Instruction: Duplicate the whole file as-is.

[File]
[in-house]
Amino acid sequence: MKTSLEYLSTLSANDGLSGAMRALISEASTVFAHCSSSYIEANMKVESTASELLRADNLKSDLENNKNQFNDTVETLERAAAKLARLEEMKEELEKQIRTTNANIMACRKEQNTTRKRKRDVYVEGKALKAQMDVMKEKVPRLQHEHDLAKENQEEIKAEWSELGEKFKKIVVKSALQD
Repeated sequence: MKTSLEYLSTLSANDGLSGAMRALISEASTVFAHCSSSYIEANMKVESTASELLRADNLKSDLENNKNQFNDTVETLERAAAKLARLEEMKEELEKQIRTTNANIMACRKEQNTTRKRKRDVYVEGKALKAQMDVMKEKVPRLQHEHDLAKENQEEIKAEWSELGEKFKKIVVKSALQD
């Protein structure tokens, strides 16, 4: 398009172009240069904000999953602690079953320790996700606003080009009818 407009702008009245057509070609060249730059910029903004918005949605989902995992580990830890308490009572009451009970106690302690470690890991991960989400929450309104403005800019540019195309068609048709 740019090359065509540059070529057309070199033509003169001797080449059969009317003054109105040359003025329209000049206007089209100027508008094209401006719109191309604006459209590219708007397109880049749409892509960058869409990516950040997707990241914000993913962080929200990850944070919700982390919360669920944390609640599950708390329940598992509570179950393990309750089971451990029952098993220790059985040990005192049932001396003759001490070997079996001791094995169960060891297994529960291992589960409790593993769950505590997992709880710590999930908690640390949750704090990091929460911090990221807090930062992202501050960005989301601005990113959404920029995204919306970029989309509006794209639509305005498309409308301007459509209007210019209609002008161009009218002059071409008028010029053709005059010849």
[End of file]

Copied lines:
[in-house]
Amino acid sequence: MKTSLEYLSTLSANDGLSGAMRALISEASTVFAHCSSSYIEANMKVESTASELLRADNLKSDLENNKNQFNDTVETLERAAAKLARLEEMKEELEKQIRTTNANIMACRKEQNTTRKRKRDVYVEGKALKAQMDVMKEKVPRLQHEHDLAKENQEEIKAEWSELGEKFKKIVVKSALQD
Repeated sequence: MKTSLEYLSTLSANDGLSGAMRALISEASTVFAHCSSSYIEANMKVESTASELLRADNLKSDLENNKNQFNDTVETLERAAAKLARLEEMKEELEKQIRTTNANIMACRKEQNTTRKRKRDVYVEGKALKAQMDVMKEKVPRLQHEHDLAKENQEEIKAEWSELGEKFKKIVVKSALQD
């Protein structure tokens, strides 16, 4: 398009172009240069904000999953602690079953320790996700606003080009009818 407009702008009245057509070609060249730059910029903004918005949605989902995992580990830890308490009572009451009970106690302690470690890991991960989400929450309104403005800019540019195309068609048709 740019090359065509540059070529057309070199033509003169001797080449059969009317003054109105040359003025329209000049206007089209100027508008094209401006719109191309604006459209590219708007397109880049749409892509960058869409990516950040997707990241914000993913962080929200990850944070919700982390919360669920944390609640599950708390329940598992509570179950393990309750089971451990029952098993220790059985040990005192049932001396003759001490070997079996001791094995169960060891297994529960291992589960409790593993769950505590997992709880710590999930908690640390949750704090990091929460911090990221807090930062992202501050960005989301601005990113959404920029995204919306970029989309509006794209639509305005498309409308301007459509209007210019209609002008161009009218002059071409008028010029053709005059010849």